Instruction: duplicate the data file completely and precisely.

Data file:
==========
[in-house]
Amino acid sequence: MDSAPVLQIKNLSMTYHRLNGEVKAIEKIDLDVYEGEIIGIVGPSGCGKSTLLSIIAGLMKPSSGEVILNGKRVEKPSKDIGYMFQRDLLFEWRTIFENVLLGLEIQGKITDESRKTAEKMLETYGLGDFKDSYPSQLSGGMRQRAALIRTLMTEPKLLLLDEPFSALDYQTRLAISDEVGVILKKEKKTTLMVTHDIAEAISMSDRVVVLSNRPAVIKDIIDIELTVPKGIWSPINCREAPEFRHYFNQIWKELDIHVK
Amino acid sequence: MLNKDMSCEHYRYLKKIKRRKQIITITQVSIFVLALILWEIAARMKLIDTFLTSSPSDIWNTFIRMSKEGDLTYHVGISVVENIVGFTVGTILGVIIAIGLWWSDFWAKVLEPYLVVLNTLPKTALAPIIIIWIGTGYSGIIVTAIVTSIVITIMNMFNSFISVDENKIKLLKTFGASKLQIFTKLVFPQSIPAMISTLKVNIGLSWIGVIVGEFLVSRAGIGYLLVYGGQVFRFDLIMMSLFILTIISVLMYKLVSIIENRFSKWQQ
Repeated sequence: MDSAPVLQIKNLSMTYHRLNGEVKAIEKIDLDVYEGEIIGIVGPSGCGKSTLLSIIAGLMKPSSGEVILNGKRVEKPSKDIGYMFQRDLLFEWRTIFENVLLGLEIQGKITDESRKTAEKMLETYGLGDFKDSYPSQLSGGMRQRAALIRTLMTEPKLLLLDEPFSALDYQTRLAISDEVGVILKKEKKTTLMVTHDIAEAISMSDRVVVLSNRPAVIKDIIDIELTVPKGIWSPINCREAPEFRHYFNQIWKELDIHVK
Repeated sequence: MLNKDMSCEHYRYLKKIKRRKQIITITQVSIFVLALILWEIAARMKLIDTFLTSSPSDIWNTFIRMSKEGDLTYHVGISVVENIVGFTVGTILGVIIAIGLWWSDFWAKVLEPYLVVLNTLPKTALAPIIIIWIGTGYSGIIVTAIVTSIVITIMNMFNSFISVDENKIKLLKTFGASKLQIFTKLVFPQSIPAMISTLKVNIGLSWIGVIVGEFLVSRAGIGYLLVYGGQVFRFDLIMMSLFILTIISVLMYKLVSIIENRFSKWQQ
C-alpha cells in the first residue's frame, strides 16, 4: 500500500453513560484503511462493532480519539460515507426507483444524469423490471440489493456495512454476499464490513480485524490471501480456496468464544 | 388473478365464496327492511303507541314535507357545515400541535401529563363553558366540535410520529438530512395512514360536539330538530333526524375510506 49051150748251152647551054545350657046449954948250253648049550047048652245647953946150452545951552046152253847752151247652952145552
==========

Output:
[in-house]
Amino acid sequence: MDSAPVLQIKNLSMTYHRLNGEVKAIEKIDLDVYEGEIIGIVGPSGCGKSTLLSIIAGLMKPSSGEVILNGKRVEKPSKDIGYMFQRDLLFEWRTIFENVLLGLEIQGKITDESRKTAEKMLETYGLGDFKDSYPSQLSGGMRQRAALIRTLMTEPKLLLLDEPFSALDYQTRLAISDEVGVILKKEKKTTLMVTHDIAEAISMSDRVVVLSNRPAVIKDIIDIELTVPKGIWSPINCREAPEFRHYFNQIWKELDIHVK
Amino acid sequence: MLNKDMSCEHYRYLKKIKRRKQIITITQVSIFVLALILWEIAARMKLIDTFLTSSPSDIWNTFIRMSKEGDLTYHVGISVVENIVGFTVGTILGVIIAIGLWWSDFWAKVLEPYLVVLNTLPKTALAPIIIIWIGTGYSGIIVTAIVTSIVITIMNMFNSFISVDENKIKLLKTFGASKLQIFTKLVFPQSIPAMISTLKVNIGLSWIGVIVGEFLVSRAGIGYLLVYGGQVFRFDLIMMSLFILTIISVLMYKLVSIIENRFSKWQQ
Repeated sequence: MDSAPVLQIKNLSMTYHRLNGEVKAIEKIDLDVYEGEIIGIVGPSGCGKSTLLSIIAGLMKPSSGEVILNGKRVEKPSKDIGYMFQRDLLFEWRTIFENVLLGLEIQGKITDESRKTAEKMLETYGLGDFKDSYPSQLSGGMRQRAALIRTLMTEPKLLLLDEPFSALDYQTRLAISDEVGVILKKEKKTTLMVTHDIAEAISMSDRVVVLSNRPAVIKDIIDIELTVPKGIWSPINCREAPEFRHYFNQIWKELDIHVK
Repeated sequence: MLNKDMSCEHYRYLKKIKRRKQIITITQVSIFVLALILWEIAARMKLIDTFLTSSPSDIWNTFIRMSKEGDLTYHVGISVVENIVGFTVGTILGVIIAIGLWWSDFWAKVLEPYLVVLNTLPKTALAPIIIIWIGTGYSGIIVTAIVTSIVITIMNMFNSFISVDENKIKLLKTFGASKLQIFTKLVFPQSIPAMISTLKVNIGLSWIGVIVGEFLVSRAGIGYLLVYGGQVFRFDLIMMSLFILTIISVLMYKLVSIIENRFSKWQQ
C-alpha cells in the first residue's frame, strides 16, 4: 500500500453513560484503511462493532480519539460515507426507483444524469423490471440489493456495512454476499464490513480485524490471501480456496468464544 | 388473478365464496327492511303507541314535507357545515400541535401529563363553558366540535410520529438530512395512514360536539330538530333526524375510506 49051150748251152647551054545350657046449954948250253648049550047048652245647953946150452545951552046152253847752151247652952145552